A troubling facility in Minnesota that bizarrely operates as both a petting zoo and fur farm is now facing legal action for killing federally protected gray wolves.
Fur-Ever Wild in Lakeville invites visitors to play with wolf pups, but what many people may or may not realize is that once they get too big they’re killed and skinned for their fur and other parts.
Not only is that twisted, but it’s also illegal. Gray wolves are federally protected, which makes it illegal to “harass, harm, pursue, hunt, shoot, wound, kill, trap, capture, or collect, or to attempt to engage in any such conduct,” or to sell their parts in interstate commerce.
This facility, which now has a menagerie of animals, has unfortunately faced years of legal trouble for violating local ordinances related to keeping wild animals. Numerous complaints about the treatment of animals at Fur-Ever Wild and the threats they pose to public safety have also been made.
In 2017, the Animal Legal Defense Fund (ALDF) and Lockwood Animal Rescue Center (LARC) filed a lawsuit arguing that Fur-Ever Wild’s killing of federally protected gray wolves violated the Endangered Species Act (ESA), and that the facility failed to adequately care for the animals before they were killed.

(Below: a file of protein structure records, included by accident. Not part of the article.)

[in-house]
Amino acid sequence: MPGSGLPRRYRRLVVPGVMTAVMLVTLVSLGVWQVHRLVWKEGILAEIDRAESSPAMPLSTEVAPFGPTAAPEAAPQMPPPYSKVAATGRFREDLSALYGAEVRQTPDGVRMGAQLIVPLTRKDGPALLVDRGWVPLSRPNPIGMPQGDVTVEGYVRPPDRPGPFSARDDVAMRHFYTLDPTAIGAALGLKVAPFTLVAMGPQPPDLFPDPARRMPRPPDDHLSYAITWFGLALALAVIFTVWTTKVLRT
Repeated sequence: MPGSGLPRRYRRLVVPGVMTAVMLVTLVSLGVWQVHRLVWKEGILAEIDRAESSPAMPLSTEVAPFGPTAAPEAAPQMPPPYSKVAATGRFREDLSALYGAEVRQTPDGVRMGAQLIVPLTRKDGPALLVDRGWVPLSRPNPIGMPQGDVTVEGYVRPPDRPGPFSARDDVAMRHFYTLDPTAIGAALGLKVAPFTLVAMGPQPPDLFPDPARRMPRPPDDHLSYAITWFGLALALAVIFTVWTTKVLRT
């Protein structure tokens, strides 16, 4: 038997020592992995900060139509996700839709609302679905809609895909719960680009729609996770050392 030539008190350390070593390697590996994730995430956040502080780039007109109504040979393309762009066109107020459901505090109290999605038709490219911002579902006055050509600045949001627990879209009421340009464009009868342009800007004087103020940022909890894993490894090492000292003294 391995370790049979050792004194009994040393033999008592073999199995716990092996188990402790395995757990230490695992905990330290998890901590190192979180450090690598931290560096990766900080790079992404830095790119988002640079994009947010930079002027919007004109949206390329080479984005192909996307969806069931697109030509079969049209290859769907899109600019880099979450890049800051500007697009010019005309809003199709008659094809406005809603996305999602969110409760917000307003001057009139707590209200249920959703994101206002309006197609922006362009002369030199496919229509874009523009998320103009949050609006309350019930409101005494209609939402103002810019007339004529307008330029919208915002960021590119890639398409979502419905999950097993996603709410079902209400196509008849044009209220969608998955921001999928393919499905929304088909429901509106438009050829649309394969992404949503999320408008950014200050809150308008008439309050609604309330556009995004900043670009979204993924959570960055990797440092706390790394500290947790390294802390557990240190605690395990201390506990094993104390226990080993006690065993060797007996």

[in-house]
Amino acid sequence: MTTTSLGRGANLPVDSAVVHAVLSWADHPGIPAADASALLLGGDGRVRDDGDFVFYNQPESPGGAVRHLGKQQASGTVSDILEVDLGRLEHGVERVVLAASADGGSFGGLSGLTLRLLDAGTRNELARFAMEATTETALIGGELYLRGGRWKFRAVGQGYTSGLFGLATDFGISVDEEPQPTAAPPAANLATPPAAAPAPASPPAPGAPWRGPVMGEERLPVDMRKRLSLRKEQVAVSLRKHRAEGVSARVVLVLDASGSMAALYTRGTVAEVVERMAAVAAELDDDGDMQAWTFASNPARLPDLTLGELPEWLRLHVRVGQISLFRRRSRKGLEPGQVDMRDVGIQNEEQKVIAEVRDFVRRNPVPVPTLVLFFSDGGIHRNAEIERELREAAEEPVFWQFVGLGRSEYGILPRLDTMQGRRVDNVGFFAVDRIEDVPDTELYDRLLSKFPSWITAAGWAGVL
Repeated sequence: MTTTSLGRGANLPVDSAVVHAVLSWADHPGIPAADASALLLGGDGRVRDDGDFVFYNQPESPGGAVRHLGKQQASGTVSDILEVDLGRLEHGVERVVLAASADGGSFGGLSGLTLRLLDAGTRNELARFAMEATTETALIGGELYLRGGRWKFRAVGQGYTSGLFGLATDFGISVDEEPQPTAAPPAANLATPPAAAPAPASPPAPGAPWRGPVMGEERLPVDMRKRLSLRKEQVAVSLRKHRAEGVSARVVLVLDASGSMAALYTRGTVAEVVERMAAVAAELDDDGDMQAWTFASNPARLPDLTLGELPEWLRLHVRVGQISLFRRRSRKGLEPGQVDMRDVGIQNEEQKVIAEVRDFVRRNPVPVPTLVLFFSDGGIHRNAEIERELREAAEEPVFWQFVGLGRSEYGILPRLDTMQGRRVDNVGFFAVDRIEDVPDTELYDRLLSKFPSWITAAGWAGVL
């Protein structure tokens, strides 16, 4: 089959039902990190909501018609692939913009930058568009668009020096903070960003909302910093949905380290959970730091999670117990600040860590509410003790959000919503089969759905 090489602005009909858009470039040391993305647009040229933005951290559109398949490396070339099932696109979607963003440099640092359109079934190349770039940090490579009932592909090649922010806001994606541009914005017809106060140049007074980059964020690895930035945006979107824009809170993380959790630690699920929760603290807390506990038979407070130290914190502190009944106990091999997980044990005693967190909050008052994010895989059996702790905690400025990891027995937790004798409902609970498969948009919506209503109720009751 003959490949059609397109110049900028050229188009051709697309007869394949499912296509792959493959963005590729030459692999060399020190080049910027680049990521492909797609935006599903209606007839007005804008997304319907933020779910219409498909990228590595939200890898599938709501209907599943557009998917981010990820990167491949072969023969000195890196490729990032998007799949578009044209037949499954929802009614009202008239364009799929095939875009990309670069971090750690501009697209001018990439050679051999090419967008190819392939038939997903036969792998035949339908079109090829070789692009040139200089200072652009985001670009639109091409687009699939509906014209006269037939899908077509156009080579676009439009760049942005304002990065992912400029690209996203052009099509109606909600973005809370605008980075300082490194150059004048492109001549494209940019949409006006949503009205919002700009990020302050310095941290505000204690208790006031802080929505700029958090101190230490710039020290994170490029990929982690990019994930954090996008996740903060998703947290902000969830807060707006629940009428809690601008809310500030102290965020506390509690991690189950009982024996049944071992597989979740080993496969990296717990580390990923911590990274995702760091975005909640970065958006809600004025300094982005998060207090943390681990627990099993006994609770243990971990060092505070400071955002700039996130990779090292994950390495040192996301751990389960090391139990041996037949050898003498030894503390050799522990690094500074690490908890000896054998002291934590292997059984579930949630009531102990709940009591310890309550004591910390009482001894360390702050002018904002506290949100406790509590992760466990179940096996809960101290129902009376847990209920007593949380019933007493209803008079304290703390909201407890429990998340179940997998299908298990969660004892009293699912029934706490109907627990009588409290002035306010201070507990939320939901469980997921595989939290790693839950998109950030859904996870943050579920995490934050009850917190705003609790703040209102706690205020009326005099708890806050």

They ultimately hoped to get the court to stop Fur-Ever Wild from killing wolves, and to surrender them to a sanctuary.
Last year, a temporary restraining order saved wolves from being killed by preventing its owner, Teresa Petter, from causing the death of animals “with any gray wolf lineage” under her “ownership, possession, custody, care or control,” with an exception for humane euthanasia. Meanwhile, a state court order stopped Fur-Ever Wild from owning more than one wolf at a time.
While Petter had argued that the wolves she owns were wolf-dog hybrids, which exempted her from the ESA, fortunately that argument isn’t going to get her off the hook.
The U.S. District Court for the District of Minnesota just ruled that not only do the ALDF and LARC have standing to sue, but also that even if wolves have dog genes, that doesn’t necessarily mean that federal protection doesn’t extend to them.
The case will now move forward, and it will hopefully bring an end to the exploitation and killing of gray wolves for a profit. In the meantime, this case should also help raise awareness about the trouble with roadside zoos and other facilities that allow the public to interact with young wild animals. These creatures should be with their mothers, not getting handled by multiple people for nothing more than the sake of a selfie.
For more on how to help animals being kept in roadside attractions like this one, check out the Animal Legal Defense Fund.
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